pRolocGUI is under active development; current
functionality is evolving and new features will be added. This
software is free and open-source. You are invited to open issues
in the Github
in case you have any questions, suggestions or have found any bugs or typos.
To reach a broader audience for more general questions about
proteomics analyses using R consider of writing to the
Bioconductor Support Forum.
This vignette describes the implemented functionality of the
pRolocGUI package. The package is based on the
definitions of MSnbase and on the functions defined in
the pRoloc package. pRolocGUI is
intended for, but not limited to, the interactive visualisation and
analysis of quantitative spatial proteomics data. To achieve
reactivity and interactivity,
pRolocGUI relies on the
shiny framework. We recommend some
familiarity with the
MSnSet class (see
?MSnSet for details) and
pRoloc vignette (see
vignette("pRoloc-tutorial")) before using
There are 3 applications distributed with
pRolocGUI which are
wrapped and launched by the
pRolocVis function. These 3 applications
are called according to the argument
app in the
function which may be one of “pca”, “classify” or
pcaapplication launches a Principal Components Analysis (PCA) plot of the data, with an alternate profiles tab for visualisation of protein profiles, it also features a searchable data table for the identification of proteins of interest.
classifyapplication has been designed to view machine learning classification results according to user-specified thresholds for the assignment of sub-cellular location.
compareapplication allows the comparison of two comparable
MSnSetinstances, e.g. this might be of help for the analyses of changes in protein localisation in different conditions.
Once R is started, the first step to enable functionality of the package is to load it, as shown in the code chunk below. We also load the pRolocdata data package, which contains quantitative proteomics datasets.
We begin by loading the dataset
hyperLOPIT2015 from the
data package. The data was produced from using the hyperLOPIT
technology on mouse E14TG2a embryonic stem cells (Christoforou et al 2016).
For more background spatial proteomics data anlayses please see
Gatto et al 2010,
Gatto et al 2014 and also the
pRoloc tutorial vignette.
To load one of the applications using the
pRolocVis function and
view the data you are required to specify a minimum of one key
object, which is the data to display and must be of
MSnSet (or a
length 2 for the
compare application). Please see
importing and loading data. The argument
app tells the
function what type of application to load. One can choose
"compare". The optional
fcol2 for the compare app)
can be used which allows the user to specify the
feature meta-data label(s) (
fData column name(s)) to be plotted.
The default is
markers (i.e. the labelled data) for the PCA and compare
For the classification app one must specify the prediction column i.e. the
feature meta-data label that corresponds to the column containing the
classification results, generated from running a supervised machine
learning analysis (see below).
For example, to load the default
pRolocVis(object = hyperLOPIT2015, fcol = "markers")
Launching any of the
pRolocVis applications will open a new tab in a
separate pop-up window, and then the application can be opened in your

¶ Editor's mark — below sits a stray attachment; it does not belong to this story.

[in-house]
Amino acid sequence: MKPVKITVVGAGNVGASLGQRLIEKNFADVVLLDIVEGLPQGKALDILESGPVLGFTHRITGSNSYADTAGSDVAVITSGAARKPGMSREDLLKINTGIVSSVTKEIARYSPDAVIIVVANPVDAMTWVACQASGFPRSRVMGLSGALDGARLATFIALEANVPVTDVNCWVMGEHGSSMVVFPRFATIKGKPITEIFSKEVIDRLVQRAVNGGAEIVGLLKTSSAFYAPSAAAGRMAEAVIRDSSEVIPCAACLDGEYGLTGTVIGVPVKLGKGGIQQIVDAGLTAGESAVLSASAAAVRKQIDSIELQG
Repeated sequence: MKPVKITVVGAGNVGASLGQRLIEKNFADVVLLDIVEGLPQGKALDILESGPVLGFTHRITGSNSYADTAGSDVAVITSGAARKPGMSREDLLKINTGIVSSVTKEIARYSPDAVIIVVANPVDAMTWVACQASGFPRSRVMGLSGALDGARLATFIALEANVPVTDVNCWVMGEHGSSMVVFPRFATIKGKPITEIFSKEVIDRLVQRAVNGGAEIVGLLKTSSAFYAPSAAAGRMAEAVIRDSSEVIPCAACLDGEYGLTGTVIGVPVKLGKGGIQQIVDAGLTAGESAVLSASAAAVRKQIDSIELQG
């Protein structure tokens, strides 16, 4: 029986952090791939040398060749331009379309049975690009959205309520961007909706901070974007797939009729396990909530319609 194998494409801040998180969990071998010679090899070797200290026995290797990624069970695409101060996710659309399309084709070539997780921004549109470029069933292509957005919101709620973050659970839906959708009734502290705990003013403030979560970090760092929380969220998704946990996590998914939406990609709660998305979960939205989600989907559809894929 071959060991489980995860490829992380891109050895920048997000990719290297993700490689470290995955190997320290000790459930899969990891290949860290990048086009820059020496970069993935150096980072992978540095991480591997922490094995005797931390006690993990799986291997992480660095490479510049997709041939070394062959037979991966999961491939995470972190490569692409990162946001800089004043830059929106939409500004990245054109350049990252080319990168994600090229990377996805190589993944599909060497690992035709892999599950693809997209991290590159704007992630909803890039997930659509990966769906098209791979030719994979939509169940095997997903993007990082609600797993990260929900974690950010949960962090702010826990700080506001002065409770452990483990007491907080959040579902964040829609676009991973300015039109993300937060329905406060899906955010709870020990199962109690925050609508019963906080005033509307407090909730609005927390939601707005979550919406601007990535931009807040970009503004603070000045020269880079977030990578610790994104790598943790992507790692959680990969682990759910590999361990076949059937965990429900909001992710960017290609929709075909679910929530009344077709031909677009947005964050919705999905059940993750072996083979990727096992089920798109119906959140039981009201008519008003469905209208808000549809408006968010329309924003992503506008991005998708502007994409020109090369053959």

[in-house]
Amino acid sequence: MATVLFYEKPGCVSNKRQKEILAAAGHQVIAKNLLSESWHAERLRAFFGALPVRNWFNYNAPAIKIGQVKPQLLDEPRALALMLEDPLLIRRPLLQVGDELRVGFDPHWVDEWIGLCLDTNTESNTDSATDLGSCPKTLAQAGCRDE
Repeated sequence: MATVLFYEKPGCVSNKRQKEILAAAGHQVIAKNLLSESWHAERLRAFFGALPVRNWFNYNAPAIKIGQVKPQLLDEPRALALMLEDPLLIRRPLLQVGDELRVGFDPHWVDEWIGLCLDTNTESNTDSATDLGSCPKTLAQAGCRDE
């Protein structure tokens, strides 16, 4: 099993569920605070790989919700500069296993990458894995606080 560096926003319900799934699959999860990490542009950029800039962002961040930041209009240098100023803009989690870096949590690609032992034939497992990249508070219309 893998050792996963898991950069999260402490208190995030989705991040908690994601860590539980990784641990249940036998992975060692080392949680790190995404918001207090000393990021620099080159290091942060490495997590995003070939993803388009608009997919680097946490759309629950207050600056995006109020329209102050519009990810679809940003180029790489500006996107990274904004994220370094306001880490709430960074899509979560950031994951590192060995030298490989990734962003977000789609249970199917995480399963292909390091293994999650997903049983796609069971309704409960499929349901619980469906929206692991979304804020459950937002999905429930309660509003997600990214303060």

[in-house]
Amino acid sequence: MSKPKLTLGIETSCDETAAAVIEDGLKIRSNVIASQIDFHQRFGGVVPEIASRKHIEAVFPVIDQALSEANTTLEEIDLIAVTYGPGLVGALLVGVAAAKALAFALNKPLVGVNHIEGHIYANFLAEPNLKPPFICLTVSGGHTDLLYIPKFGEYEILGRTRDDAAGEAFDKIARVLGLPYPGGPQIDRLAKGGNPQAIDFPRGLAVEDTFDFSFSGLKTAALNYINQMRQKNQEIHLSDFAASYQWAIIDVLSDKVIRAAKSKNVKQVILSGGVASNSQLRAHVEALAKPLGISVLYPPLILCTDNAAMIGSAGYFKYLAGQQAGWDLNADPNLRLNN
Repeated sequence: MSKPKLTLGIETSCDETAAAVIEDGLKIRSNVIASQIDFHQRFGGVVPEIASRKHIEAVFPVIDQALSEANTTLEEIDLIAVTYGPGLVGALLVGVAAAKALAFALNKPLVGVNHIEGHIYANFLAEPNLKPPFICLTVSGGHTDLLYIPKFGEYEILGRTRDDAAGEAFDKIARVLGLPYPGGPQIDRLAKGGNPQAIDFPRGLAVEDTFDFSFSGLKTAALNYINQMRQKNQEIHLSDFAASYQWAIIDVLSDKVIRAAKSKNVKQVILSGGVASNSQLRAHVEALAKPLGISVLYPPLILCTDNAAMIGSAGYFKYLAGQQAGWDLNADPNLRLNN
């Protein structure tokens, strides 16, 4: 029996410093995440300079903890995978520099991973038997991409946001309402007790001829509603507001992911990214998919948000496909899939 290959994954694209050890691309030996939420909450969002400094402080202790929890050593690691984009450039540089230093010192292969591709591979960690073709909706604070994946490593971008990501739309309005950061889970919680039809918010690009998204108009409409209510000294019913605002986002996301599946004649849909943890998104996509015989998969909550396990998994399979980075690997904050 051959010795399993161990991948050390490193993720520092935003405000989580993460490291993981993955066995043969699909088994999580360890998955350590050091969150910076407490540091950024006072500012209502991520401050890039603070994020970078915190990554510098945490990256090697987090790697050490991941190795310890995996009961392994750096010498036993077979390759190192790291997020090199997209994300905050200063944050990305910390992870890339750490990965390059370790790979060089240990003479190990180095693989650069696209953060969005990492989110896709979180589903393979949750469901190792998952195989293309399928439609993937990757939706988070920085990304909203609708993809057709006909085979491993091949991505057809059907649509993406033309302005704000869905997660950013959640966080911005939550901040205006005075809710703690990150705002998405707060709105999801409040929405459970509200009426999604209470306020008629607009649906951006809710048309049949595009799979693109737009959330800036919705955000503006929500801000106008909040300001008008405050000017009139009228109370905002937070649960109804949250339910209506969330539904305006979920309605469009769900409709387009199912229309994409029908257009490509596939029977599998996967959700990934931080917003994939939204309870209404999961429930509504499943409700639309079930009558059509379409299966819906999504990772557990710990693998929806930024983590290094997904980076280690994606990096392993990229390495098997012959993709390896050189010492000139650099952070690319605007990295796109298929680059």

default Internet browser if desired, by clicking the ‘open in browser’
button in the top panel of the window.
To stop the applications from running press
Ctrl-C in the
console (or use the “STOP” button when using RStudio) and close the
browser tab, where
pRolocVis is running.
There are 3 different applications, each one designed to address a different specific user requirement.
pRoloctutorial for details on spatial proteomics data analysis).
pca, default, application is characterised by an interactive and
searchable Principal Components Analysis (PCA) plot. PCA is an
ordinance method that can be used to transform a high-dimensional
dataset into a smaller lower-dimenensional set of uncorrelated
variables (principal components), such that the first principal
component has the largest possible variance to account for as much
variability in the data as possible. Each succeeding component in turn
has the highest variance possible under the constraint that it be
orthogonal to the preceding components. Thus, PCA is particularly
useful for visualisation of multidimensional data in 2-dimensions,
wherein all the proteins can be plotted on the same figure.
The application is subdivided in to three tabs: (1) PCA, (2) Profiles, and (3) Table Selection. A searchable data table containing the experimental feature meta-data is permanantly dispalyed at the bottom of the screen for ease. You can browse between the tabs by simply clicking on them at the top of the screen.
To run the
pca application using
pRolocVis(object = hyperLOPIT2015, fcol = "markers")
Viewing The PCA tab is characterised by its main panel which shows
a PCA plot for the selected
MSnSet. By default a PCA plot is used to
display the data and the first two principal components are plotted.
The sidebar panel controls what features to highlight on the PCA plot.
Under the ‘Labels’ menu, input can be selected by clicking on and off
the data class names, or by typing and searching in the white input
box. Selected items can then be deleted, by clicking on the name of the
class and pressing the delete button on your keyboard. The PCA plot will
then be updated accordingly. Below the select box is a ‘transparancy’ slider
bar which controls the opacity of the highlighted data classes and two action
buttons ‘Zoom/reset plot’ and ‘Clear selection’, which are described below.